My last baby had a tongue tie, I didn't notice it and would have presumed a midwife or paediatrician would have spotted it whilst I was in hospital??? Well, he just couldn't latch on, screamed the place down as he was hungry, I was told it was me being to tense, then a home visit from a lovely hv immediately asked me to try and feed him, straight away she said he's got a tt! She made a referral, six months waiting list at the time (7 years ago), fat lot of good that is. So went private and paid £500 at kings hospital, never spent so much money so quickly in all my life. Job done in seconds, latched on immediately after. Never looked back. Do it!
I was told by the dr who done the 'procedure' at kings that midwives years ago did it as routine with their thumbnail straight after birth, that's how thin the membrane is! But I'm not for one second suggesting that anyone DIY! Just trying to point out how easy it is.
After us noticing his TT at birth our DS had it revised at 8 weeks old at Kings in London. It was done and he was feeding in the space of 5 minutes. It was absolutely the right thing for us to do and I'm still breastfeeding DS at 16 months which I don't think I'd be doing if we hadn't gone ahead with the procedure.
It's a bit misleading to say it is that simple. A submucousal posterior tie could not be revised with a fingernail, but yes, a thin anterior tie could.
My DD had a severe tongue tie and was bf. we really struggled with bf-ing for the first 6 weeks (feeds would take up to 1.5hours and she wasn't putting on much weight). Eventually after a brilliant HV and Dr referral we went to the tongue tie clinic at King's Hospital (we live in Herts so it wasn't too far to go. I believe there are also clinics in Southampton and I think Edinburgh - this was back in 2007 and I know it's much more commonly diagnosed now). We went down on a Weds afternoon and had to not feed her so she was hungry after the tt was snipped. The consultant running the clinic (it was an NHS one led by a private consultant) had one assistant. The babies were put into a queue (by age I seem to recall) with youngest first. It took less than 30 seconds to do from the minute I laid her on the bed to the snip. She cried for max 30 seconds and then fed straight away and fed really well. There was a small amount of blood. She was checked after her feed again and then we were sent home. It changed things for ALL of us - DD fed really well for the first time in 6 weeks, she put weight on and I continued to bf until she was a year quite happily. And I stopped worrying and it all took less than a minute. I would definitely do it again (my DS didn't have one), my cousins eldest had one and she had his sorted quickly and my sister's youngest did too. Genetics for you!!! Good luck & don't worry about it, it will make things better for all of you.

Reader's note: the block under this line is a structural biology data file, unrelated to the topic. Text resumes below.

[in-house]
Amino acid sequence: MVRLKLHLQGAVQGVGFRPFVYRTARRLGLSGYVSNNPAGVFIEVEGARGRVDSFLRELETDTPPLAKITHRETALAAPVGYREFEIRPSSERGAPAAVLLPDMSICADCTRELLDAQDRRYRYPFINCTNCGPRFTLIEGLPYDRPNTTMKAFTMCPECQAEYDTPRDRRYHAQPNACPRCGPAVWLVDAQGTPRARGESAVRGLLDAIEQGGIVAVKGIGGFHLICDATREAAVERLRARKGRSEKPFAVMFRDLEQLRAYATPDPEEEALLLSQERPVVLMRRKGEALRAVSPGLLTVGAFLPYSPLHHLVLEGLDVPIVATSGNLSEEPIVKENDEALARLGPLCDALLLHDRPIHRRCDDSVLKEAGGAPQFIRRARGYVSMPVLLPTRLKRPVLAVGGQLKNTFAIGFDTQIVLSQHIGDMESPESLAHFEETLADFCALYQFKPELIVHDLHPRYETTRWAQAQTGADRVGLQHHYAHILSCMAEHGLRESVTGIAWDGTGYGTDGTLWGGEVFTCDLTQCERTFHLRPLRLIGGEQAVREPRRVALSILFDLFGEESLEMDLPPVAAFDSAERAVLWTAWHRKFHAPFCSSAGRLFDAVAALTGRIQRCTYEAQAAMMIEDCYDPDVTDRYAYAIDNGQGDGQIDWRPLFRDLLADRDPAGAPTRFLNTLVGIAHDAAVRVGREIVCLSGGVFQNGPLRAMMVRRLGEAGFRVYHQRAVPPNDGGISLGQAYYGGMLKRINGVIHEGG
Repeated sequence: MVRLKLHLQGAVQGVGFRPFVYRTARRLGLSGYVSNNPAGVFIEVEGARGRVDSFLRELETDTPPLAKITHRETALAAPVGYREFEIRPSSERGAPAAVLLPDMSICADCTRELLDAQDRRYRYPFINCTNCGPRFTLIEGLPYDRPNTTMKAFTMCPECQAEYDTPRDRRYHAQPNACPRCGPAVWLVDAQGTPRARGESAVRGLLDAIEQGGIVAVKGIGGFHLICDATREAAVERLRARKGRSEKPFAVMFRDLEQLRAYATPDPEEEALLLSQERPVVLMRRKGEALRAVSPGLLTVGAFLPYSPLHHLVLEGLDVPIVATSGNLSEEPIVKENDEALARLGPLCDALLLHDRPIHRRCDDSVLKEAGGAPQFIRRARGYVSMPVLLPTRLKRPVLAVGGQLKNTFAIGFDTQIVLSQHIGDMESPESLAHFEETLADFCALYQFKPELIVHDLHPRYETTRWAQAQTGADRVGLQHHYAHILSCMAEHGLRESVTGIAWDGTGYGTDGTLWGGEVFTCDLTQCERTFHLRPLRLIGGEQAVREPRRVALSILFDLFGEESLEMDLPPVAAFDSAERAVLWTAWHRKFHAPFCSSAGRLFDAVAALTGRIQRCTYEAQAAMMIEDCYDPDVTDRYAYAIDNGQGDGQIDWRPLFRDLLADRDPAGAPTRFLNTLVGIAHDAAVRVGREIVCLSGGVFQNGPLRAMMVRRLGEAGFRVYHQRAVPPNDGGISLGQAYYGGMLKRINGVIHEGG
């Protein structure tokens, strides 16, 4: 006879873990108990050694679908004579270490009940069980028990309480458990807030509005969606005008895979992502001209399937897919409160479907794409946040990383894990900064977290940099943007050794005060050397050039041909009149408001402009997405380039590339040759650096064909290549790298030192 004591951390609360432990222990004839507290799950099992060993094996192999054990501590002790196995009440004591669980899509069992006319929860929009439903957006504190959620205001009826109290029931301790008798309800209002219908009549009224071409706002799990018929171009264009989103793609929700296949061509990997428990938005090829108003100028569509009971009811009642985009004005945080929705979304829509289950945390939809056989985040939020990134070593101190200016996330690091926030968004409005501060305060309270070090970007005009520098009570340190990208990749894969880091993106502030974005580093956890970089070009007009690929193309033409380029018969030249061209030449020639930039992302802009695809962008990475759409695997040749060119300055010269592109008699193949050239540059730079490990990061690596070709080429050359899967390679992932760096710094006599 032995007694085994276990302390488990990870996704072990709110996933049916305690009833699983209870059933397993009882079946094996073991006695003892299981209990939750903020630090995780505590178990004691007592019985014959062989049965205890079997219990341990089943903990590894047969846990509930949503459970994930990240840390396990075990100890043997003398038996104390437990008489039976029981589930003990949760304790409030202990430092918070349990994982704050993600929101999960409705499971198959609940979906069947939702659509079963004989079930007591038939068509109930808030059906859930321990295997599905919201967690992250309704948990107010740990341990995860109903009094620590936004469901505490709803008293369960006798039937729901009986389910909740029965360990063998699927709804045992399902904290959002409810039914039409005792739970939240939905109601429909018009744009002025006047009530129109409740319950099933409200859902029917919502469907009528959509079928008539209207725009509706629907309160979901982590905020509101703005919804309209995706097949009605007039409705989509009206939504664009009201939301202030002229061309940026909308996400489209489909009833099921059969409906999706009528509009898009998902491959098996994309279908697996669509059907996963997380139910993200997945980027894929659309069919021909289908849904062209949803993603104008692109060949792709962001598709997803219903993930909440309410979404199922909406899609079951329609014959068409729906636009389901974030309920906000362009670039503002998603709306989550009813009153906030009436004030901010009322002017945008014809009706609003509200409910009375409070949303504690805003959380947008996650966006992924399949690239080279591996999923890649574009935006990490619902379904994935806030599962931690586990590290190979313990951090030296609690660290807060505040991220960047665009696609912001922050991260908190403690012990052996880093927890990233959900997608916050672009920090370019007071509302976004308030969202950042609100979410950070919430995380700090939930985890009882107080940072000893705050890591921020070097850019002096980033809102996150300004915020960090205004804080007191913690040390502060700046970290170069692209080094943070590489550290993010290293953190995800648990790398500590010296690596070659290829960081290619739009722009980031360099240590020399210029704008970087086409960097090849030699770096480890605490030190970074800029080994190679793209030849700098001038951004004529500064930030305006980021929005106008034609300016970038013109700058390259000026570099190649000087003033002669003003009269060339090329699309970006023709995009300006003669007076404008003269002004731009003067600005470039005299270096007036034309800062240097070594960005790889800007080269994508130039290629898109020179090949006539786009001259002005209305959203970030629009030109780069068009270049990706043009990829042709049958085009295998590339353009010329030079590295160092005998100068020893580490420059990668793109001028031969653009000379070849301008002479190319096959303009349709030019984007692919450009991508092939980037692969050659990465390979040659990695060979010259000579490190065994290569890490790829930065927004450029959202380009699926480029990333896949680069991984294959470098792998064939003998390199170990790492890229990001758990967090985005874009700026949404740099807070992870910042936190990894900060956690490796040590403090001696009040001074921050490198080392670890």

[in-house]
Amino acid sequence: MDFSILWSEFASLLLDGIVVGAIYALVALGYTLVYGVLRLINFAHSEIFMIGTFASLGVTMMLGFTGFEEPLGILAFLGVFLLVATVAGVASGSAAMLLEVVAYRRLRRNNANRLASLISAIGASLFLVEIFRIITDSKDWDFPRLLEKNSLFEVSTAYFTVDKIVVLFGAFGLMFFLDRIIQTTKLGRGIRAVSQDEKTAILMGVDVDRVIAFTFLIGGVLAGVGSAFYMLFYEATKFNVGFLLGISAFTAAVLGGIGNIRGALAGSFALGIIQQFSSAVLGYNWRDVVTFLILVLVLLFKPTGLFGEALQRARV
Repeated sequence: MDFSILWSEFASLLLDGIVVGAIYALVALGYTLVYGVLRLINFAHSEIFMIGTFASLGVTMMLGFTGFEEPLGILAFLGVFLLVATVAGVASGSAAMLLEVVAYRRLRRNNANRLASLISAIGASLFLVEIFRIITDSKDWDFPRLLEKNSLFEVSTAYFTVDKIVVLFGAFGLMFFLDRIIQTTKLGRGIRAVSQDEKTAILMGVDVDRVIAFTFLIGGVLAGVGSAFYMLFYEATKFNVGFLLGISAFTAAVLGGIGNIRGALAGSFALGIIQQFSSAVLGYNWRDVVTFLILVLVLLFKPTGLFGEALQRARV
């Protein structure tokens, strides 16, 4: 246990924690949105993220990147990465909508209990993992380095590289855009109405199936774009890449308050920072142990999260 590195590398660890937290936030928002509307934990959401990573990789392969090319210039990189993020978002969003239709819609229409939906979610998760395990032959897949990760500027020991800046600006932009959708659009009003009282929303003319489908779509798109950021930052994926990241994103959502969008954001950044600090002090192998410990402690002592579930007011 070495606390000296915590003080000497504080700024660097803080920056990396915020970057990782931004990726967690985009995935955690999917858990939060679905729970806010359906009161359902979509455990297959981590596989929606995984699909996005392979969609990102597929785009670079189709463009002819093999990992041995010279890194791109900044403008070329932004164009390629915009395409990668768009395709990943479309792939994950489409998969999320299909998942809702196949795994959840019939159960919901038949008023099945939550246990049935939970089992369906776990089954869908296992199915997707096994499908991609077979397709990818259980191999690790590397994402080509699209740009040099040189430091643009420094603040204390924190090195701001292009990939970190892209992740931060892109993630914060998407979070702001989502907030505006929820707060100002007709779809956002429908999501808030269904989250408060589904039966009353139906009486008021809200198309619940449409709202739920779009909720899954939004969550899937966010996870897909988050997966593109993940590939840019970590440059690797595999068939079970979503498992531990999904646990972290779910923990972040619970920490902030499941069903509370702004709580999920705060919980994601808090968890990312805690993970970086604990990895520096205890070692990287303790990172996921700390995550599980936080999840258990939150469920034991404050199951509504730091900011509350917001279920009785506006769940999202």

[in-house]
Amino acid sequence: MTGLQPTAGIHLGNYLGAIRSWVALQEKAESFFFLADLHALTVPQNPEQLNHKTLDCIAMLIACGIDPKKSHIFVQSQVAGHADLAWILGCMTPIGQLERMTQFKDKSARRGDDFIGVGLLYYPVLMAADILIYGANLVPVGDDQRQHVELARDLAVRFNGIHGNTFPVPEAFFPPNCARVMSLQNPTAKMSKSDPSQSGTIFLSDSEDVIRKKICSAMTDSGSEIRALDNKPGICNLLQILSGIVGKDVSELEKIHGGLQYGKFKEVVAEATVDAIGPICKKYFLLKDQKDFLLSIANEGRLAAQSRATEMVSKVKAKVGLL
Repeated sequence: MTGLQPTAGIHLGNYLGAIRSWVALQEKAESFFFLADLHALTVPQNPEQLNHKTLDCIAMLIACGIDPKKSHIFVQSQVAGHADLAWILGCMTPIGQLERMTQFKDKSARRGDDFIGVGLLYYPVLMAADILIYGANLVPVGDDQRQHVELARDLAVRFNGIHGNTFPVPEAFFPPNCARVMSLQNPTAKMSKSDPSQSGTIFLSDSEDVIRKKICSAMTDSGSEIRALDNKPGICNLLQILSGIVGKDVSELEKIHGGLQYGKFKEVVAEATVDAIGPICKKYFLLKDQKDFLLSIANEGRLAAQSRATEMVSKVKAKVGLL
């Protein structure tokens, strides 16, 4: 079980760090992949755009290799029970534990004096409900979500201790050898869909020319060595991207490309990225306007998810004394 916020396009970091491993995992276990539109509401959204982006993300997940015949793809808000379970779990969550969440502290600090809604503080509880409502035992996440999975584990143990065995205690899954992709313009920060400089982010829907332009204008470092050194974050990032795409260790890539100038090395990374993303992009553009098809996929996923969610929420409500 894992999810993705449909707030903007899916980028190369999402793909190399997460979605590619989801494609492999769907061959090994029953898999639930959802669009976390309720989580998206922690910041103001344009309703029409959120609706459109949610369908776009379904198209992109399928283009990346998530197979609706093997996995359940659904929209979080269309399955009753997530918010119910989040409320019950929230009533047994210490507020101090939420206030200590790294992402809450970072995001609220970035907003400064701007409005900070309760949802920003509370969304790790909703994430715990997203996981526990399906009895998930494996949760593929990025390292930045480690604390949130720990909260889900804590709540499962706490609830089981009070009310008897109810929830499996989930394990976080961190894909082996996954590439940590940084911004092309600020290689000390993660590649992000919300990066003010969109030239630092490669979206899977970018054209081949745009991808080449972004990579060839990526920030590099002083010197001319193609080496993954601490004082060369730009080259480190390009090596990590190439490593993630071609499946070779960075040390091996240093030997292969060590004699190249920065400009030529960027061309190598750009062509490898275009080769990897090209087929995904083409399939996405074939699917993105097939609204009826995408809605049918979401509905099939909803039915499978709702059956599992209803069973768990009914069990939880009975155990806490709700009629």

No cons here either. My nipples were mega sore due to dS3's posterior TT and even nipple shields didn't help. Definitely worth doing.
My daughter had a posterior tongue tie, diagnosed by the health visitor at 2 weeks and snipped at NHS clinic at 4 weeks. Took seconds, she didn't cry and fed straight afterwards. Feeds have been much quicker since and she is far less windy too - think the tongue tie meant she was taking in a lot of air when feeding.
My dd had a TT. I had the most terrible time feeding her and she didn't regain her birth weight until she was 3 weeks old. She didn't gain much after that until she had her TT snipped at 7 weeks old. The TT was diagnosed by a Midwife Lactation Consultant/Infant Feeding Co-ordinator although an NCT volunteer bf suggested it as a possibility based on my description of the problems I was having. My dd was refered to Mr Patel's TT clinic at Kings College Hospital. This clinic is amazing and Mr Patel (a consultant paediatric surgeon) spent time talking to everyone explaining about TT and how they affect feeding/speaking etc. More information is in this article
I was very nervous because I was full of pregnancy hormones and exhausted and on my own. But the actual procedure was over in a minute and my dd was feeding immediately afterwards and gave me a lovely smile as if to tell me I had done the right thing. I honestly don't believe she was distressed at all. Probably the very bright lights in the room and being tightly swaddled bothered her more than the actual snip.